Protecting Wolves


Wolves are widespread across Canada and many subspecies exist within the population, including Arctic wolves, coastal wolves, and eastern wolves. Wolves are incredibly intelligent and complex animals. Social, family-oriented and highly adaptable—wolves have a lot in common with humans.
A photo of a coyote staring off into the distance
A photo of a coyote standing in a field of dry grass

They are caring, playful, and very loyal – only a select few other species exhibit these traits so clearly. Wolves are also integral to their ecosystems.

Wolves in Canada face a number of grave threats – as wildlife already grapples with the devastating effects of climate change and industrial development, wolves are also the target of both trophy hunts and government-run culls.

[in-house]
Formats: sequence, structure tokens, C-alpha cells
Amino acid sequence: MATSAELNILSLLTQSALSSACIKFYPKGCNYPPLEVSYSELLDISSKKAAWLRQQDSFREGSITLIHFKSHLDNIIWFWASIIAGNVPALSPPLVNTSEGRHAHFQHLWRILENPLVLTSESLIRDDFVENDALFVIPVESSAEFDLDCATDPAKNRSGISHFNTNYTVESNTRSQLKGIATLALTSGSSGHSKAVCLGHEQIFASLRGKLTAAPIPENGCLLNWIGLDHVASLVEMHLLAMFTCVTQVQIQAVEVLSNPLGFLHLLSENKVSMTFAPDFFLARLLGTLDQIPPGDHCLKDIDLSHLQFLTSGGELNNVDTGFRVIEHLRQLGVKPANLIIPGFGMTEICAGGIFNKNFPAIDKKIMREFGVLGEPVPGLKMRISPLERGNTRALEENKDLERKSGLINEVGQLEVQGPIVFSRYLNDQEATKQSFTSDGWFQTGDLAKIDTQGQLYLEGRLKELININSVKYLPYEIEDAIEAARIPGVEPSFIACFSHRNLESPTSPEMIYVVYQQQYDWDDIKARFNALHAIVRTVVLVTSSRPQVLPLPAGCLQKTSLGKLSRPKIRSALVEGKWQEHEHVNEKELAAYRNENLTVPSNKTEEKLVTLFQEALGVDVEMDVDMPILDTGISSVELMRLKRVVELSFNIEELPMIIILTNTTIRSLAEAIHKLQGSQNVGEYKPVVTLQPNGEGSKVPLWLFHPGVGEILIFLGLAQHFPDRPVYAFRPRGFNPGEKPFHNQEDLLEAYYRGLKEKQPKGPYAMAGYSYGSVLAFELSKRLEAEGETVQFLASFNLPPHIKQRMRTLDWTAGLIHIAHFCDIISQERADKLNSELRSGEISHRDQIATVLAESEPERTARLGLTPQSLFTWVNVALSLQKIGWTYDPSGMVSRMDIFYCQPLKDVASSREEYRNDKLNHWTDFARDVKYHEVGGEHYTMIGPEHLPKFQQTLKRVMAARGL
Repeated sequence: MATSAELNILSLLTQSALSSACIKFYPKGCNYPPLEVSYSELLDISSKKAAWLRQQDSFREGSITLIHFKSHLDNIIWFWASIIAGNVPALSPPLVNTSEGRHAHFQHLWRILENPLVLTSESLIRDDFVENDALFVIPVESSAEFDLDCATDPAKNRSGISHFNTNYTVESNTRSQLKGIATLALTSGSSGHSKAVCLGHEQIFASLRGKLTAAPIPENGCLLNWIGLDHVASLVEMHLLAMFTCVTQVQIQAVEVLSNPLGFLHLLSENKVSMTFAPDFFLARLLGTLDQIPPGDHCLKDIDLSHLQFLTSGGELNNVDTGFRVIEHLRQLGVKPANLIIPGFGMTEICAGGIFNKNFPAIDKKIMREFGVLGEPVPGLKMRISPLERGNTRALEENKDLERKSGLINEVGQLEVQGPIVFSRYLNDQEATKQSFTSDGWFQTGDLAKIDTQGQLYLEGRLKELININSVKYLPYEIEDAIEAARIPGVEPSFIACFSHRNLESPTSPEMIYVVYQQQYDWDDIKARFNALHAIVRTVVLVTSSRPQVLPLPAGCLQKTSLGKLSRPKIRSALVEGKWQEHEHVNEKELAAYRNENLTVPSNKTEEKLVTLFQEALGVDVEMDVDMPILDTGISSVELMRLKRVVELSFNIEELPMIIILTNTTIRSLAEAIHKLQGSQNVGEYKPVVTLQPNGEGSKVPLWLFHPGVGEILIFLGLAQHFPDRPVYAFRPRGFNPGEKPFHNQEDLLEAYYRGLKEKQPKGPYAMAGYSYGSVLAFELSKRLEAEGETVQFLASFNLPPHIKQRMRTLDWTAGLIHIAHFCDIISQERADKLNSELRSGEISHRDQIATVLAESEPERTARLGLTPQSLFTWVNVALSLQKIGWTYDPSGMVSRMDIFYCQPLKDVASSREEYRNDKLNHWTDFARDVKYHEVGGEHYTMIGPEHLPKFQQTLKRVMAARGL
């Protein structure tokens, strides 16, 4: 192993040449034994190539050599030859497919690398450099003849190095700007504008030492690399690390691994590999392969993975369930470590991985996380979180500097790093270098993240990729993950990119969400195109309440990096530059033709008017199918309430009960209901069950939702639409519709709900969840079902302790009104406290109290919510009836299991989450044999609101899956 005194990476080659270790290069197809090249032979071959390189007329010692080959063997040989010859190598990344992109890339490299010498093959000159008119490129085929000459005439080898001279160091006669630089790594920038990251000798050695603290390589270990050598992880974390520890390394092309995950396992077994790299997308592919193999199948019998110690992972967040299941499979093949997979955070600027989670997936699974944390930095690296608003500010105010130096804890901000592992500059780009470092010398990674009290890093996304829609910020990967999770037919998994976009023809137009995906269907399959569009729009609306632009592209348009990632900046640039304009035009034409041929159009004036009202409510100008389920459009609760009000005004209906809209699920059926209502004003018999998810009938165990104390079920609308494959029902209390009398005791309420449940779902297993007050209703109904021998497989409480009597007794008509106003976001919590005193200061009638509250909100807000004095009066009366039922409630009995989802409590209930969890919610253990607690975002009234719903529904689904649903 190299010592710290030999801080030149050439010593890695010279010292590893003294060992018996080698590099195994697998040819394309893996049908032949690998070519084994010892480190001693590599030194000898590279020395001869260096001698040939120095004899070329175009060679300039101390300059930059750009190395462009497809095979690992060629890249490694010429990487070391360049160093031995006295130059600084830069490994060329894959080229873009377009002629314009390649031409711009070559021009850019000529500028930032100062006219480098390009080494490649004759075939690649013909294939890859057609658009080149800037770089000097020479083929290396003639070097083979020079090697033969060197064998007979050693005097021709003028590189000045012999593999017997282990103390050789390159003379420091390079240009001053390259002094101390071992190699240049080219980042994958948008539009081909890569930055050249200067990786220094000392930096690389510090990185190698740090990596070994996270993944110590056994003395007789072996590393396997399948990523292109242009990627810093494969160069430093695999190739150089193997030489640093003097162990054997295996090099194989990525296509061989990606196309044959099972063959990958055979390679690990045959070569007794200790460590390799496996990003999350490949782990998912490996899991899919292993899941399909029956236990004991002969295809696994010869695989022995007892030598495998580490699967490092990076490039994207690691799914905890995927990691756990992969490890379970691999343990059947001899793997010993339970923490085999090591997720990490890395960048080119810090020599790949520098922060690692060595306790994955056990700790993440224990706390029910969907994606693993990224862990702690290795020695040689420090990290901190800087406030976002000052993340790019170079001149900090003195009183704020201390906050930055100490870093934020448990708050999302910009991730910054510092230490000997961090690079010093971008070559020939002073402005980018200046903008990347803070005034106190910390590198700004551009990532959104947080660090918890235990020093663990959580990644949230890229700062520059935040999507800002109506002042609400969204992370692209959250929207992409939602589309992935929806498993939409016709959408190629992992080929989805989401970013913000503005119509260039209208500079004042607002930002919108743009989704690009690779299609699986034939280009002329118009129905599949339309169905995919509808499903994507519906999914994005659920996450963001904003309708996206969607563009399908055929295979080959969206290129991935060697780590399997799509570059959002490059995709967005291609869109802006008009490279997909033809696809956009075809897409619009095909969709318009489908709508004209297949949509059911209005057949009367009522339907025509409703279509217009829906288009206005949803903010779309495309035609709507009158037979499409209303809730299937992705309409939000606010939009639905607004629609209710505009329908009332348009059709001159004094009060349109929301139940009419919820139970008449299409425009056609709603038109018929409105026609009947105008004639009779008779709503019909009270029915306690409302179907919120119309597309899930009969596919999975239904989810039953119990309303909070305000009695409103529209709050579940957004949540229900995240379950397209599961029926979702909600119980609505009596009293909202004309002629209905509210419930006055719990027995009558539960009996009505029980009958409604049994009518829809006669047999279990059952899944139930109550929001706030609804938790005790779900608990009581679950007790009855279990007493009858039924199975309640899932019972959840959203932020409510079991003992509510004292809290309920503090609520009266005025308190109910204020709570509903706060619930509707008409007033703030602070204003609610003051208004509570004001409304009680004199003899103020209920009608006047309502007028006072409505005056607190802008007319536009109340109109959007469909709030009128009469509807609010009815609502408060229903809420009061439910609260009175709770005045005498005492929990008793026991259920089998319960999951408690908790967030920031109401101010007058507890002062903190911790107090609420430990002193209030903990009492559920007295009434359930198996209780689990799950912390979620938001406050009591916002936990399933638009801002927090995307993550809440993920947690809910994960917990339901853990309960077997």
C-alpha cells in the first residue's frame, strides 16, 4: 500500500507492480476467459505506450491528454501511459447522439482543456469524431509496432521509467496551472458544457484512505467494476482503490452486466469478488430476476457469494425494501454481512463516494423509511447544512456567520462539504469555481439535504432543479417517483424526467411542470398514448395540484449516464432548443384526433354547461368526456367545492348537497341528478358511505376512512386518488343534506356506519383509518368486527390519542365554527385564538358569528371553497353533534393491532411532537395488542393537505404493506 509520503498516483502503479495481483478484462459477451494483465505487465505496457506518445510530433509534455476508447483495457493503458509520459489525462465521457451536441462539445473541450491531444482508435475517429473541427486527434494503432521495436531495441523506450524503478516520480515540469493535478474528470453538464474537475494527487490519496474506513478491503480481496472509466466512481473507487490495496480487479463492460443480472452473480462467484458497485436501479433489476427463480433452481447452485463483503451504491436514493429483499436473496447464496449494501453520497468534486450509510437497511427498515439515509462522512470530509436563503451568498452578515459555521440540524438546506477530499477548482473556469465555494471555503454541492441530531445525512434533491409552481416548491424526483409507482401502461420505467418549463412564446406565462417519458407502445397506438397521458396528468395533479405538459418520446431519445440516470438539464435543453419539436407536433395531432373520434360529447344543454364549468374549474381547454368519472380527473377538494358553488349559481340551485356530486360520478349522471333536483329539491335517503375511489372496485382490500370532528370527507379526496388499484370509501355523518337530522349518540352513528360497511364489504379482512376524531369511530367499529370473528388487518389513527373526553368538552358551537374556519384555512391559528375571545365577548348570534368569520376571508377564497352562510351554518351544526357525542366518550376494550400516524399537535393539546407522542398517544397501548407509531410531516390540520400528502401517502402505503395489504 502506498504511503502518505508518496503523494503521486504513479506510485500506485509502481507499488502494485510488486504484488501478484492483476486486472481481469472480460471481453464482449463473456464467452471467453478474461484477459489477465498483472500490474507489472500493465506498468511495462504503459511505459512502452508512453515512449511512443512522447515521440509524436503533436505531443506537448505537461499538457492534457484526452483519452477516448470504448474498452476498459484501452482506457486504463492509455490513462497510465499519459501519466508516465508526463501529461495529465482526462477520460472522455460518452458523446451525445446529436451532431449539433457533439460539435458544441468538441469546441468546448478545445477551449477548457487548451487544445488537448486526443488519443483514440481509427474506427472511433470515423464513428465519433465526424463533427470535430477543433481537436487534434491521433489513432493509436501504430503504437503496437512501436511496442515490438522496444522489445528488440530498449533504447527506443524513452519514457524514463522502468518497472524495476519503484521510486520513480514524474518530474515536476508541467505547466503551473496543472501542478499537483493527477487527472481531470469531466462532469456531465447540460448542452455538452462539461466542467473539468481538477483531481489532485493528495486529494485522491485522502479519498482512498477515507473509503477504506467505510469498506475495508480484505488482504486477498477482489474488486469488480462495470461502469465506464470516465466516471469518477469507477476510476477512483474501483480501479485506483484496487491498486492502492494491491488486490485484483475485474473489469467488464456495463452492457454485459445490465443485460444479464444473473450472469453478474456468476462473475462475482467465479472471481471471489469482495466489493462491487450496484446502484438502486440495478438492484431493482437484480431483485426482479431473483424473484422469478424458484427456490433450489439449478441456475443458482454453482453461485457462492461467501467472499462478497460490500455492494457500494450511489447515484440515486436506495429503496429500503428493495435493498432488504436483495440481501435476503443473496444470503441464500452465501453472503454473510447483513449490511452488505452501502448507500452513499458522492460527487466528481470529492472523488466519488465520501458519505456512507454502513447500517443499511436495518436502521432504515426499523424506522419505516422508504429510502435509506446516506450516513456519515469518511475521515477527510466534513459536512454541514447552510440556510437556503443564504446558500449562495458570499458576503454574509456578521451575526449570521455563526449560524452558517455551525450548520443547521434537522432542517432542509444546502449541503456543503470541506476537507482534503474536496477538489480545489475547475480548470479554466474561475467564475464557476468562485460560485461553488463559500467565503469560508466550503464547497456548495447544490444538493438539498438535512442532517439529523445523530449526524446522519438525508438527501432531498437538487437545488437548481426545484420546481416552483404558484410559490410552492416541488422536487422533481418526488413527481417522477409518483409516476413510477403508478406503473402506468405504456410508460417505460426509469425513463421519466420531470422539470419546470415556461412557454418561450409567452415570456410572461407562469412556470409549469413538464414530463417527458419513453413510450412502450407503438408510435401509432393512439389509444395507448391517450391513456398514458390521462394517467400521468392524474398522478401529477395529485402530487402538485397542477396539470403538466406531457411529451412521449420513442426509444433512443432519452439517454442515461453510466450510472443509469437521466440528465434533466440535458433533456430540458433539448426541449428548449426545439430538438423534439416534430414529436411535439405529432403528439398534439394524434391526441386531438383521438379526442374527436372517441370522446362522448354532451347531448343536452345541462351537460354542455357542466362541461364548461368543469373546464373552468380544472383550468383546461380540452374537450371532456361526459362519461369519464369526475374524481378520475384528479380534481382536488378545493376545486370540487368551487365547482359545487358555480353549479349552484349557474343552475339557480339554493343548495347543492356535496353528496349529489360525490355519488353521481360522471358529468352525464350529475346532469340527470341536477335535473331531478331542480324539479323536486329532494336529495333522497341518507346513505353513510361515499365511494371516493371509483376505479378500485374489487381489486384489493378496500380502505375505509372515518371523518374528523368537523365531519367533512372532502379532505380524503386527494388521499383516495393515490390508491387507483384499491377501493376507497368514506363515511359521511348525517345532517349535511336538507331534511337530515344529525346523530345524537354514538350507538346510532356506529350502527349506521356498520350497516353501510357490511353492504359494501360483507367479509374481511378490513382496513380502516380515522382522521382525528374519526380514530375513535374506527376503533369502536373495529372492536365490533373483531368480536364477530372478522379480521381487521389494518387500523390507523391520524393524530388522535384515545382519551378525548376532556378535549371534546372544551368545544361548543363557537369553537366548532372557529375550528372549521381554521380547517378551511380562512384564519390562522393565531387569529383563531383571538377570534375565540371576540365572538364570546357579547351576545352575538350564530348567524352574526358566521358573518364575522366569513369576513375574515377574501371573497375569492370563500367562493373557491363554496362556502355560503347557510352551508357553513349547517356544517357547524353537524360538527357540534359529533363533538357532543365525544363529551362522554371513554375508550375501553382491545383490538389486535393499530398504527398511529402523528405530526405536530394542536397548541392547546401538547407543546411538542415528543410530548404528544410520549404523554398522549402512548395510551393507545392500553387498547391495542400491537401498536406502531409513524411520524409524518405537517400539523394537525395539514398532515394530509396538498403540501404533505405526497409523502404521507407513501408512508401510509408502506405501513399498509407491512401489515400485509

Learn more about how to prevent conflicts with wolves.

Did You Know?

Wolf howls are like human voices—each is unique, so pack members can tell them apart. The animals howl to introduce themselves, announce their territory, communicate with their group and express emotions that range from joy to grief. The calls also serve as an alarm clock, with alphas first using the sound to rouse fellow wolves from sleep and then continuing it to energize them for the day ahead.

Become an Animal Defender

Help protect wolves and keep all animals safe.

Discover More

Bear standing in a field of wildflowers and grass

Avoiding Conflict with Local Wildlife

Animal troubles in your neighbourhood? Bird feeders and unsecured pet food, garbage and grills may be bringing local wildlife to your back door.

A photo of a black bear standing in a field on tall grass

Protecting Black Bears

Black bears are found in every Canadian province and territory except Prince Edward Island.

Photo of coyote walking across a field

Coyote Protection in Canada

Coyotes are a native part of North American ecosystems and play an important ecological role.